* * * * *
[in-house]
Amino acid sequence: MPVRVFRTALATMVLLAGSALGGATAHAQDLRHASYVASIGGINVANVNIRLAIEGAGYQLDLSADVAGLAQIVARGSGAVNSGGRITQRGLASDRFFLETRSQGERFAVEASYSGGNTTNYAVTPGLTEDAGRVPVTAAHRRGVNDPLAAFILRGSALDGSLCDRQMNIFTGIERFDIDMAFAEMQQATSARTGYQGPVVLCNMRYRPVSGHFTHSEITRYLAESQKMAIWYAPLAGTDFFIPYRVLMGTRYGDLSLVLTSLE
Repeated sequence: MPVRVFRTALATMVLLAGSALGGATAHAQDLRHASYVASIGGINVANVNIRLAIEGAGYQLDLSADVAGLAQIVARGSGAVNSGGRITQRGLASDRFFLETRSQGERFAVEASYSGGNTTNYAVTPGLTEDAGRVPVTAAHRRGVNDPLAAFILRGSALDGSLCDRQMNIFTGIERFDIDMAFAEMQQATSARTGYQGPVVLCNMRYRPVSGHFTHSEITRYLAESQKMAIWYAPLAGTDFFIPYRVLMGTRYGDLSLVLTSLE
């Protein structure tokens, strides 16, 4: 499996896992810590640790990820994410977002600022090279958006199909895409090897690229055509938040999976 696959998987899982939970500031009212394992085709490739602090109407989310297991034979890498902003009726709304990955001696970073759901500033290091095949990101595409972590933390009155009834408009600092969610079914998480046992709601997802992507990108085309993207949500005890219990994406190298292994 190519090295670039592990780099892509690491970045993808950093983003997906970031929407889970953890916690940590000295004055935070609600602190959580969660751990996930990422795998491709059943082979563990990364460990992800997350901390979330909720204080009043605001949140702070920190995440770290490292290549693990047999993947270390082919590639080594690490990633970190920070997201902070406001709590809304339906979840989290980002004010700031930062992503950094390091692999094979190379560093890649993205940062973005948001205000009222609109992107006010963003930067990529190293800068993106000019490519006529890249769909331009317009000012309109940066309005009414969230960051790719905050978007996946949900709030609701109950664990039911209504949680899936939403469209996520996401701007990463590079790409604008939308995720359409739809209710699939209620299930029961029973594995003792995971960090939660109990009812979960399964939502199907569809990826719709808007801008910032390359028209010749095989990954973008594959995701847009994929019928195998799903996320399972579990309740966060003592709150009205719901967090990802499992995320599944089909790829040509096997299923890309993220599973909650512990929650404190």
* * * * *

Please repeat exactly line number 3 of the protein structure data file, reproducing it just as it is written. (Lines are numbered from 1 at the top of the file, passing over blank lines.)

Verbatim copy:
Repeated sequence: MPVRVFRTALATMVLLAGSALGGATAHAQDLRHASYVASIGGINVANVNIRLAIEGAGYQLDLSADVAGLAQIVARGSGAVNSGGRITQRGLASDRFFLETRSQGERFAVEASYSGGNTTNYAVTPGLTEDAGRVPVTAAHRRGVNDPLAAFILRGSALDGSLCDRQMNIFTGIERFDIDMAFAEMQQATSARTGYQGPVVLCNMRYRPVSGHFTHSEITRYLAESQKMAIWYAPLAGTDFFIPYRVLMGTRYGDLSLVLTSLE